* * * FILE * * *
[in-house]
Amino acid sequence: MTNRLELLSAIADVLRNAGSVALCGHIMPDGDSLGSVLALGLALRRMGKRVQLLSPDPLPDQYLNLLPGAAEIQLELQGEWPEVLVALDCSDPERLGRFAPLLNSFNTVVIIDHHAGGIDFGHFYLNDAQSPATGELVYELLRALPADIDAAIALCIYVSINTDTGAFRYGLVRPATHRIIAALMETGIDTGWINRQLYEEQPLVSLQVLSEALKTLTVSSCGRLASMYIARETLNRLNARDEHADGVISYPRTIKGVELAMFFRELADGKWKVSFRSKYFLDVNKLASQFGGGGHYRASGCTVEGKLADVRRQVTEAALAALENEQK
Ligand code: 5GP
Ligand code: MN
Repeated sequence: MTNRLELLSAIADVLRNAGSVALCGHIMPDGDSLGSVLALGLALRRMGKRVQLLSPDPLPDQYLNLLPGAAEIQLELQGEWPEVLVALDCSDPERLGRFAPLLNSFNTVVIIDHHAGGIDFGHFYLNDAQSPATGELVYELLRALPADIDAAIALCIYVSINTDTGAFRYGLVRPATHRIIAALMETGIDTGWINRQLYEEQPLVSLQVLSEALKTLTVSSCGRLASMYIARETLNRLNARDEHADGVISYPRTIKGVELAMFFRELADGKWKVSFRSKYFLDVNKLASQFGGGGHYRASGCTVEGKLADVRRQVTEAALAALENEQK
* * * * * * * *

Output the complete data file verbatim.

[in-house]
Amino acid sequence: MTNRLELLSAIADVLRNAGSVALCGHIMPDGDSLGSVLALGLALRRMGKRVQLLSPDPLPDQYLNLLPGAAEIQLELQGEWPEVLVALDCSDPERLGRFAPLLNSFNTVVIIDHHAGGIDFGHFYLNDAQSPATGELVYELLRALPADIDAAIALCIYVSINTDTGAFRYGLVRPATHRIIAALMETGIDTGWINRQLYEEQPLVSLQVLSEALKTLTVSSCGRLASMYIARETLNRLNARDEHADGVISYPRTIKGVELAMFFRELADGKWKVSFRSKYFLDVNKLASQFGGGGHYRASGCTVEGKLADVRRQVTEAALAALENEQK
Ligand code: 5GP
Ligand code: MN
Repeated sequence: MTNRLELLSAIADVLRNAGSVALCGHIMPDGDSLGSVLALGLALRRMGKRVQLLSPDPLPDQYLNLLPGAAEIQLELQGEWPEVLVALDCSDPERLGRFAPLLNSFNTVVIIDHHAGGIDFGHFYLNDAQSPATGELVYELLRALPADIDAAIALCIYVSINTDTGAFRYGLVRPATHRIIAALMETGIDTGWINRQLYEEQPLVSLQVLSEALKTLTVSSCGRLASMYIARETLNRLNARDEHADGVISYPRTIKGVELAMFFRELADGKWKVSFRSKYFLDVNKLASQFGGGGHYRASGCTVEGKLADVRRQVTEAALAALENEQK